“If you’re willing to do the work, there’s no better place to be than here,” he said.

The Bartas were in the middle of a big remodeling job at the house when Tred got sick. Those plans have changed. At the moment, Anni drives Tred to doctor’s appointments in the back of an old minivan with one of the back seats removed to make room for his wheelchair.

But there’s an elevator ordered for the brand-new underground garage, and Tred’s getting his pickup re-fitted with hand controls and a system that lets him hoist himself into the driver’s seat.

Tred’s bedroom is on the main level of the house, just feet from the office he uses for his main business of buying and selling corporate aircraft. Asked if he needs an extra push to get out the narrow doorway to the yard, he refuses.

Both inside and out, Tred has bungee cords set up, the better to build his arm strength. He’s lost the use of pretty much everything else from the sternum down.

And he needs his arm strength to shoot a bow. Earlier this year, Tred was using a bow with about an 80-pound pull. Now, a 40-pound pull is about all he can do, although he vows he’s going to be shooting a 50-pound pull soon.

But how far back Tred can pull a bowstring only limits how far he can shoot, not how well.

Strapped into his wheelchair to keep his upper body stable, Tred takes aim at an elk target about 15 yards away. The first arrow goes in right between the target’s shoulder and chest.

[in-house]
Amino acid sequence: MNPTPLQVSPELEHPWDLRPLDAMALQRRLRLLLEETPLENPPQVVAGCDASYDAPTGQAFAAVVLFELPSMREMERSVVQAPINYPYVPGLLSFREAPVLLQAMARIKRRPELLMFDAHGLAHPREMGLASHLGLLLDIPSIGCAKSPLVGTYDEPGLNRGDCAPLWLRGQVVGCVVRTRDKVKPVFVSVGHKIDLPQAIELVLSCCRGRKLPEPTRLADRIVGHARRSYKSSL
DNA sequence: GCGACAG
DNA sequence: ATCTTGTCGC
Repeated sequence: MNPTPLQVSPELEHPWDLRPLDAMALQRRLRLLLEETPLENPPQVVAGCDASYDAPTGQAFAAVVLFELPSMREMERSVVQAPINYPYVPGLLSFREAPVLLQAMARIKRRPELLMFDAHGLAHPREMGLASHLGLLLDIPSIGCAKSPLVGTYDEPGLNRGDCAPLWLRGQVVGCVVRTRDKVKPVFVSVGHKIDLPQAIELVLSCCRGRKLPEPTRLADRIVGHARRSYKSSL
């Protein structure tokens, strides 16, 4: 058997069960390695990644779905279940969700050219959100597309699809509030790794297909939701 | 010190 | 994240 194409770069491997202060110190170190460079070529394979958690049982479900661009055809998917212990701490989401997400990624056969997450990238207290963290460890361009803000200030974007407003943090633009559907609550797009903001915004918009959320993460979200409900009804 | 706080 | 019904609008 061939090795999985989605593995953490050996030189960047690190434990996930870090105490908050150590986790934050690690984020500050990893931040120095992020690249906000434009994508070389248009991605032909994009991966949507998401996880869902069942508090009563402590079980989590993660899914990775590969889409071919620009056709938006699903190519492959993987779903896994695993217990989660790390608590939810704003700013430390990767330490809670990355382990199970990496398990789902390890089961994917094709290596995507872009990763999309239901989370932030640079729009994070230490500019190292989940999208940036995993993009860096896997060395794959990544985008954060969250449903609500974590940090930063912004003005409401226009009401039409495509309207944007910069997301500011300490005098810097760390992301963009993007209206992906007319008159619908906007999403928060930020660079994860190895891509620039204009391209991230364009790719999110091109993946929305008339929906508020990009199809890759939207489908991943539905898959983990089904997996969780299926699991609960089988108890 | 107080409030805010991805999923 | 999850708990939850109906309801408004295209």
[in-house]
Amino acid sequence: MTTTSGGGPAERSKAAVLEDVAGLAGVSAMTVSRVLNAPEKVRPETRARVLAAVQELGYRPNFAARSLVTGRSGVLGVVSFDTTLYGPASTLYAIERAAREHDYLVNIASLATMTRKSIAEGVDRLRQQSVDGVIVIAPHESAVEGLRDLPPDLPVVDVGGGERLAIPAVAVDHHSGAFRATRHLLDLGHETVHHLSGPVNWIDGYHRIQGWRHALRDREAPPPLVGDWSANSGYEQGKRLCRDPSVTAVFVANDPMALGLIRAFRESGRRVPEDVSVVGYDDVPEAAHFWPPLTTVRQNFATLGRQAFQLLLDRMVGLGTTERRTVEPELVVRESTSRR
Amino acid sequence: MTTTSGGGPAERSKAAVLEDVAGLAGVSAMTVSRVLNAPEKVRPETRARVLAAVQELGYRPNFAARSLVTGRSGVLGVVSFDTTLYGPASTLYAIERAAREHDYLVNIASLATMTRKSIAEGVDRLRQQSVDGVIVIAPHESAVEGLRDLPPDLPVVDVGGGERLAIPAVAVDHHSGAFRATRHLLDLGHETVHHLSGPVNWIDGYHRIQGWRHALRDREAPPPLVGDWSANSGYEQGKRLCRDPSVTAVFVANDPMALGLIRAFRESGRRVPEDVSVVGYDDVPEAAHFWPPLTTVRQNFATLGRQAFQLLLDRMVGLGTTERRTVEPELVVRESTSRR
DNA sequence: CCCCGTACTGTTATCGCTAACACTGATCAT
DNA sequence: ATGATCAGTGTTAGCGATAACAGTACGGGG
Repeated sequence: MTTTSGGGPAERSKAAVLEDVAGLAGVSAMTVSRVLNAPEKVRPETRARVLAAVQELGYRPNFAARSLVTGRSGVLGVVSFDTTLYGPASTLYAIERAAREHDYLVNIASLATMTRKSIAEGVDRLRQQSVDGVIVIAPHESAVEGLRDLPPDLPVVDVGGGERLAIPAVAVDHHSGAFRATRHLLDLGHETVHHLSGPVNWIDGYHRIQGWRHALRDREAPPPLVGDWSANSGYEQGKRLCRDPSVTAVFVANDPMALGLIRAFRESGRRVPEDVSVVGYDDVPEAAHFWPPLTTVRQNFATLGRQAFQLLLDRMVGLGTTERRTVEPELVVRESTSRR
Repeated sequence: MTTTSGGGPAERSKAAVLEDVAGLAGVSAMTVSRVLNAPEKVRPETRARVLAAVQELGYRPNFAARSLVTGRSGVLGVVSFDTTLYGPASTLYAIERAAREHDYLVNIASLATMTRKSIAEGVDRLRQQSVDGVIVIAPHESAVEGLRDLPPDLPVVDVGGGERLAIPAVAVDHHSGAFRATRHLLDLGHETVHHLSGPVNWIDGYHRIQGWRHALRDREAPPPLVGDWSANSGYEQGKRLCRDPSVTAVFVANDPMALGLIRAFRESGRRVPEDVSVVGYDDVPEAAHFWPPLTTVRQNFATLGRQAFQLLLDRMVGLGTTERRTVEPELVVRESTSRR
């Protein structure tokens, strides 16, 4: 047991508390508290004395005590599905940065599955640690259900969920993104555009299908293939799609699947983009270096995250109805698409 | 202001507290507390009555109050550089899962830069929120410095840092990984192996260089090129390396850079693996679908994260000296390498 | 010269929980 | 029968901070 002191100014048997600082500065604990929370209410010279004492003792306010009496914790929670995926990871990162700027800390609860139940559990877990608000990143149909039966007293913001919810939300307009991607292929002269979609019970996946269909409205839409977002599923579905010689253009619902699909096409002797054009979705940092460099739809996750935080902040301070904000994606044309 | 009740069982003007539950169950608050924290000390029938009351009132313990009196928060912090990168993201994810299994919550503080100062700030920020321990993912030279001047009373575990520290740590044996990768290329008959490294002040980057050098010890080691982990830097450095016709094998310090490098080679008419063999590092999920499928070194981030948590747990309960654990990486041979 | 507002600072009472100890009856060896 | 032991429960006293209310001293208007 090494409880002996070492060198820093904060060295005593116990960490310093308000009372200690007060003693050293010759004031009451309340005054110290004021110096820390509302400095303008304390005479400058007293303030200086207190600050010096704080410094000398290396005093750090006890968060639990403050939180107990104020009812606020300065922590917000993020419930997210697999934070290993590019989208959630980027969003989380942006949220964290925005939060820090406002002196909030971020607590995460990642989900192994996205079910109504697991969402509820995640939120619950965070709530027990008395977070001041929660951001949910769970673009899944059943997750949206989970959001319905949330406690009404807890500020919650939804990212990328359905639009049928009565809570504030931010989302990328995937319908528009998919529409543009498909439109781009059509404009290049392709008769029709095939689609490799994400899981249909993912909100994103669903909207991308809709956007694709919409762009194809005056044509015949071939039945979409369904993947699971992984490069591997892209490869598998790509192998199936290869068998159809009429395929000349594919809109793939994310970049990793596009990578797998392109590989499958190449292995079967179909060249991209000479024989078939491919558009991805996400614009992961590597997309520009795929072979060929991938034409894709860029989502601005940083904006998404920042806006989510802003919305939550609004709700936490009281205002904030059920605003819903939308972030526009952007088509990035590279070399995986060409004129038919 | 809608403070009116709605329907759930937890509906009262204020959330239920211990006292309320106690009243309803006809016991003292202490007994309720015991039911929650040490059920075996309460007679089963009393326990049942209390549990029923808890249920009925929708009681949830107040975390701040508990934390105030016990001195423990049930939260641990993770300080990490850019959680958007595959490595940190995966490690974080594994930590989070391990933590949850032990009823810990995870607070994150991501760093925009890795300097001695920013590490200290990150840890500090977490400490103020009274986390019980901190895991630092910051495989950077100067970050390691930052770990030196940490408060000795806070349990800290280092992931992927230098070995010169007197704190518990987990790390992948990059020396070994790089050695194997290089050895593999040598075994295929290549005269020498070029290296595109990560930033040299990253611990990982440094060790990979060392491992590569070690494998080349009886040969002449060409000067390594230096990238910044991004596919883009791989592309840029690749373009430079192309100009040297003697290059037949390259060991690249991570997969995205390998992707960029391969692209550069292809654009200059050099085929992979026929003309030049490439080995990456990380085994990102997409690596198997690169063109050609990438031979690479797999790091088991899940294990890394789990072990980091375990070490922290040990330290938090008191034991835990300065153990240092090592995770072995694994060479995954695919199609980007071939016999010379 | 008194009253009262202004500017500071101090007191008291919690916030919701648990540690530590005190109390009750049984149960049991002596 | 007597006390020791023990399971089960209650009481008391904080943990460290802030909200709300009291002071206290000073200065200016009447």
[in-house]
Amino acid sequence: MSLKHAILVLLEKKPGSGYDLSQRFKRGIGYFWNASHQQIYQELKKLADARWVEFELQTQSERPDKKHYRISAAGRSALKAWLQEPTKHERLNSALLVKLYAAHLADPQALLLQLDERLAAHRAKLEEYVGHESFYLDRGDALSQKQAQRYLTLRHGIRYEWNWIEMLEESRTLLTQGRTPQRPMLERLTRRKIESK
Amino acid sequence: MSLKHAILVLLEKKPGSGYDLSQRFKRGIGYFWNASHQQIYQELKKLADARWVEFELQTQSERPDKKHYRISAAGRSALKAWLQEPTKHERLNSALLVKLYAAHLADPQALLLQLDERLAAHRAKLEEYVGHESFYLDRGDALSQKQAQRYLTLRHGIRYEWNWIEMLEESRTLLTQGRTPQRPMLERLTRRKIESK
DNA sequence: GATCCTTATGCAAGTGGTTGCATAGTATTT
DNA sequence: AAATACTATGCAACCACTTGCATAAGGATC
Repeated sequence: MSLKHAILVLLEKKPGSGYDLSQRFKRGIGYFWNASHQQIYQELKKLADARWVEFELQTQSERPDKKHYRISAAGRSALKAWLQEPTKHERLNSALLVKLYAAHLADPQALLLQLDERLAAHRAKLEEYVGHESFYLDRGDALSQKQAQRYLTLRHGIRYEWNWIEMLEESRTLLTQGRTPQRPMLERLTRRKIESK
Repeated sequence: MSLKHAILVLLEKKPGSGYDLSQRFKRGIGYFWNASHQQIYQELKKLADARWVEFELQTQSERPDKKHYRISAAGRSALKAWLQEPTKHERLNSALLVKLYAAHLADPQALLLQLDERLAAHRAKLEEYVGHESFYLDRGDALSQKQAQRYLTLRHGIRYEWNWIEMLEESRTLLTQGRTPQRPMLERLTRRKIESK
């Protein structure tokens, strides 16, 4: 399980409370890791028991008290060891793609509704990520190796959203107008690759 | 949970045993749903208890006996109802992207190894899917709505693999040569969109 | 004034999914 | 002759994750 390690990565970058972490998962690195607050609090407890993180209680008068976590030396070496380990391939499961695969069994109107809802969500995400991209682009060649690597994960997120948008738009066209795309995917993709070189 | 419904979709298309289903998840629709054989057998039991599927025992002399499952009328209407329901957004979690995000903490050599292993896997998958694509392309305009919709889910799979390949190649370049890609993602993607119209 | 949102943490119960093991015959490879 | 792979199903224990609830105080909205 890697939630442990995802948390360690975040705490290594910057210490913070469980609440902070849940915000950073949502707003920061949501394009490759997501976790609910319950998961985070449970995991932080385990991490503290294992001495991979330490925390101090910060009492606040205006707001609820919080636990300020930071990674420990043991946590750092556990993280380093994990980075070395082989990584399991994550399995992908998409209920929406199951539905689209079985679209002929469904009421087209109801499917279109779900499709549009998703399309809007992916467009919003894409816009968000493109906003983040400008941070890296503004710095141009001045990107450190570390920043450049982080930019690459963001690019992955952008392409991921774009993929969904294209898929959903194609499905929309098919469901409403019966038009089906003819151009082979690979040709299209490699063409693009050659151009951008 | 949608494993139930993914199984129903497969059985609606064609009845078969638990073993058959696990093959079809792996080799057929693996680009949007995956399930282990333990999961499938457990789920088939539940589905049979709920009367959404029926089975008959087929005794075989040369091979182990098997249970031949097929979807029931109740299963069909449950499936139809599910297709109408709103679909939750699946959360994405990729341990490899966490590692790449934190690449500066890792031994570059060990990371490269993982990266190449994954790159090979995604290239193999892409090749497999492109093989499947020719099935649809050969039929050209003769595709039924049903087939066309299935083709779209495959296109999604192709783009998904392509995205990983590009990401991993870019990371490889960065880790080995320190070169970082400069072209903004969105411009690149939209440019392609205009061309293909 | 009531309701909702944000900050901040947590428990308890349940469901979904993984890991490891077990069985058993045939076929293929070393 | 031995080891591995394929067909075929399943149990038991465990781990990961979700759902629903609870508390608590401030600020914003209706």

“That’s a kill right there,” he says. “Right into the heart.”

Several more arrows follow into a space smaller than a dinner plate. Any of them would have taken the elk down almost immediately.

With a little more strength, a little more resistance on the bow, Tred said he’ll be able to set up in a blind and hunt again. He’s also set up with a special saddle – which is now on the Bartas’ four-wheeler for practice – that will allow Tred to ride horses again.

Many of those new adventures will end up on TV. Barta’s show is still among the most popular on cable channel Versus, and channel bosses have given their outdoor star another season. All the show’s previous sponsors have signed on, too.

Those new shows will show a man on a mission, one who believes he’s being tested and is ready to show the world how he’s doing.

“My goal now is to encourage others,” Tred said. “I want to inspire people, to be a role model.

“If I can go skiing, then you can get out. If I can shoot a bow from a wheelchair, then you can accomplish your goals, too.”

Over the last few months, Tred’s had to learn a lot – how to ask for help, of course, but also the value of relationships.

At the top of the list is Anni, of course.

“This is tested love,” Tred says. “But I’ve never been so close to anyone. It’s a privilege to have that kind of love.”

But there are other relationships, too.

Tred’s sister, Susan Hadley, has come to visit from her home in Santa Fe. It’s the first time she’s come since her brother fell ill.

She was shocked, of course, to hear about her brother.

“Now I’m amazed at what he’s doing now,” she said.

The Bartas were greeted by 50 or so friends and neighbors when he came home from Denver. It’s given both of them a fresh perspective on the value of friends, and the value of spending time with them.

“Life is good, life is happy,” Tred says. “What a privilege to be here.

“You can change a life, you can change the world,” he added. “That’s what I want the rest of my life to be about.”

Vail Daily Business Editor Scott Miller can be reached at 970-748-2930 or at smiller@vaildaily.com.